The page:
(Connie Jo Discoe/McCook Daily Gazette)
And snow ... now, Shad can handle snow.
Shad has repurposed a mid-1970s International 815 self-propelled combine into a multi-purpose farm implement and "snow-bine." After Shad's welding and tinkering, the combine -- minus its header and hopper -- can now move big round hay bales, haul things, doze weeds, and, yes, push snow.
Shad bought Don Rockwell's retired International 851 combine at a consignment auction west of the Red Willow Animal Clinic west of McCook in 2006 -- with the idea of turning it into a snow plow.
With his own vision and imagination -- supplemented by those shared by other farmers and ranchers in a "Farm Show" publication -- Shad welded new 3x6-inch iron tubing across the combine's platform-mounting bracket, fashioned a "quick attach" mechanism and mounted the 11-foot snow blade from a state snow plow.
"We've only had two snows worth pushing," Shad said, almost sadly. After one storm last winter, the snow blew into three- to four-foot drifts. "It pushed right through the drifts," Shad said. " ... never bogged down."
Shad uses the blade to work around the farm yard, and dozed yucca plants in a pasture. "It's actually pushed more dirt and weeds than snow," he said.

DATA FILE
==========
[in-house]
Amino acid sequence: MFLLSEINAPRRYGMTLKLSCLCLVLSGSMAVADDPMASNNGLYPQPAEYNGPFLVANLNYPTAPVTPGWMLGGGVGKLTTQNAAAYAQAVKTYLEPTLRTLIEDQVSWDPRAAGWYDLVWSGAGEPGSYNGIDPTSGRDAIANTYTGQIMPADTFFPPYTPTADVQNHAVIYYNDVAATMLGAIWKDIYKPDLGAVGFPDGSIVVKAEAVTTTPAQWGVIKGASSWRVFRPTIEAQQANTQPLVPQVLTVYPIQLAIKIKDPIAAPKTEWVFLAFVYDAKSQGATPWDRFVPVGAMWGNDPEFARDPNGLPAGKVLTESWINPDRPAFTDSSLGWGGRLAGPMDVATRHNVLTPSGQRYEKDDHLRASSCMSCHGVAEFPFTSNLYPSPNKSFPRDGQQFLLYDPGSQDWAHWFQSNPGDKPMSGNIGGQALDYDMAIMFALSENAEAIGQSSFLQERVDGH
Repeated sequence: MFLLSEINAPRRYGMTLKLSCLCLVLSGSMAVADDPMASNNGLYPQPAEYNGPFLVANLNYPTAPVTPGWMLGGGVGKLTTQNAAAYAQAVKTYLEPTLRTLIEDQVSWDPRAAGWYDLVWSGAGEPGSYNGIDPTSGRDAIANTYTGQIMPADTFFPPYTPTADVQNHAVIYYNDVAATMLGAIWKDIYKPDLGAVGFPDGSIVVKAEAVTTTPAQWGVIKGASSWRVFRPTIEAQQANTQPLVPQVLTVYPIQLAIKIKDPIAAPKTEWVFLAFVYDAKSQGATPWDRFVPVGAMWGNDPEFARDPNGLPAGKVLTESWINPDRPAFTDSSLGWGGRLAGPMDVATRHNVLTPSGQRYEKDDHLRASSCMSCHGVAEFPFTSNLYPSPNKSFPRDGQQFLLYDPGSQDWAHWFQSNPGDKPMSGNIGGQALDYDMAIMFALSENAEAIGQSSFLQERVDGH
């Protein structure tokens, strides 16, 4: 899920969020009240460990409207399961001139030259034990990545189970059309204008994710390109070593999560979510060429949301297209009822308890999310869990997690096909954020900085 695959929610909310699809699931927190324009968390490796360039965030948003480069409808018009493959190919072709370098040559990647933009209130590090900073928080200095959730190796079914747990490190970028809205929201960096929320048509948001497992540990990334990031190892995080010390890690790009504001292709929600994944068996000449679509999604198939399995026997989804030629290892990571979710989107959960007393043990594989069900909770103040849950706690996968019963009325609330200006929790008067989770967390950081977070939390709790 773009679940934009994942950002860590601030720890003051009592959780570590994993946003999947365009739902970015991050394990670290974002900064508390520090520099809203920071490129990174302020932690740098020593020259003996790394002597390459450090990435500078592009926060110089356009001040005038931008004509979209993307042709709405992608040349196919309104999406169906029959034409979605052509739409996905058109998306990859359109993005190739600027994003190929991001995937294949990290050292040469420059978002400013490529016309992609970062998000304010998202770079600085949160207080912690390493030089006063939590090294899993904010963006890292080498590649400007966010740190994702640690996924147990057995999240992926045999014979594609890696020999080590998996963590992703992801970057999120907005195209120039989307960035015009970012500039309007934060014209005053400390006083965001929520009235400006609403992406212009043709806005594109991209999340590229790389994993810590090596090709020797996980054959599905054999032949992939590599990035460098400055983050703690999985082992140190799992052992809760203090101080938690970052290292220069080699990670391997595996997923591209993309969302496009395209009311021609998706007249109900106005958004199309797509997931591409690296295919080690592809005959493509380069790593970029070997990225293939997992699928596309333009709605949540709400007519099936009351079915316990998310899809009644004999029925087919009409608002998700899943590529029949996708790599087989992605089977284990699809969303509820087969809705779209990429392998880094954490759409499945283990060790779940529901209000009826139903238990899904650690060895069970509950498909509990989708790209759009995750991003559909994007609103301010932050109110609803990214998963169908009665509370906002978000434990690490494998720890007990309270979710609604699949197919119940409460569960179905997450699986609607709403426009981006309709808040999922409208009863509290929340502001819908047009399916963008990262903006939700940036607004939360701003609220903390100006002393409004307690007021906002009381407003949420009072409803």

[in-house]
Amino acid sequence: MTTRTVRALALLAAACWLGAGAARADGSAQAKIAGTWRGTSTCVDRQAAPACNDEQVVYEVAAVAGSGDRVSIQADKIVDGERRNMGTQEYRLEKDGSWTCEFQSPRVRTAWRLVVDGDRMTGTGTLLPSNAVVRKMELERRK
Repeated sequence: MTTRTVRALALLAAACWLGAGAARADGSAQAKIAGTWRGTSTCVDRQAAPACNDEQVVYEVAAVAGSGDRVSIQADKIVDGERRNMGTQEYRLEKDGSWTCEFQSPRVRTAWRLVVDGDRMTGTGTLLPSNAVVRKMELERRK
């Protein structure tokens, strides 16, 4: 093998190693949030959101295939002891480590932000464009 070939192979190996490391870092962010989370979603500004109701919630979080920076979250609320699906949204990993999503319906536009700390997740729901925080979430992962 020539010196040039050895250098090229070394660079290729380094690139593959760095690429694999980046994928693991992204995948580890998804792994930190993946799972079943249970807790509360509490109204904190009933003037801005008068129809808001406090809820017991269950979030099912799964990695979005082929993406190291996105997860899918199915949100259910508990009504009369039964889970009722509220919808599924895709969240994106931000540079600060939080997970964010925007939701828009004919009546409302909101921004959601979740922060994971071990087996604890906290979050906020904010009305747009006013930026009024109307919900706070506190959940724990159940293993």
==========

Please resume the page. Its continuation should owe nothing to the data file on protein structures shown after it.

The quick-attach lets Shad remove the snow plow attachment and attach a frame he designed with two spears to haul big round bales.
By cutting off the combine's auger and hopper, Shad improved visibility. "I know where the rear-end is at all times," he said. Shad told "Farm Show," which featured his loader in its May-June 2012 issue, "It's not as fast as a tractor, but I sit high, and can see all around me."
Shad plans another innovation -- building a light-duty crane out of the combine's grain unloading auger, controlling the swing of the crane from the cab.
The only "new" piece in the combine "snow-bine" project has been the 3x6-inch chunk of iron tubing. All expenses tolled, Shad figures he has "lots of welding rod" but only about $1,200 -- not including labor -- in the project. "It's been a lot cheaper than buying a loader tractor," he chuckled.
Shad Dewey's one of those creative individuals, a visionary, a "Professor Gadget," someone who can "make do with what you've got." He admits his combine/plow has some limitations, "but it's been fun, and it's definitely a conversation piece."